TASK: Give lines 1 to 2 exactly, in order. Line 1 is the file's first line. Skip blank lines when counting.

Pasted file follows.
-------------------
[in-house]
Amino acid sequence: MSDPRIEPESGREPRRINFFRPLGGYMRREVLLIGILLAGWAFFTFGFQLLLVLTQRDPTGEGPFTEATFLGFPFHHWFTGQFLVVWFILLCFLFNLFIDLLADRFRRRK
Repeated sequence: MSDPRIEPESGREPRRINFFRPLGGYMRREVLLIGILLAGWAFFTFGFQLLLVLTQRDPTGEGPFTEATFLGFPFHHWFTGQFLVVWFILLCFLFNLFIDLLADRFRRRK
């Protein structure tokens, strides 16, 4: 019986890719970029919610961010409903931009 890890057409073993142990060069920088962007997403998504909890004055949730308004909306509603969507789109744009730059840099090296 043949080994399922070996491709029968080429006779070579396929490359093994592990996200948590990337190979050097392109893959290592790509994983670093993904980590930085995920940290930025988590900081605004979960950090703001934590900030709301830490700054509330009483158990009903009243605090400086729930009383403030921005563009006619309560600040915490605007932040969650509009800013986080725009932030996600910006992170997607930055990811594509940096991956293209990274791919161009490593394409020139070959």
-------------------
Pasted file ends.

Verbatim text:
[in-house]
Amino acid sequence: MSDPRIEPESGREPRRINFFRPLGGYMRREVLLIGILLAGWAFFTFGFQLLLVLTQRDPTGEGPFTEATFLGFPFHHWFTGQFLVVWFILLCFLFNLFIDLLADRFRRRK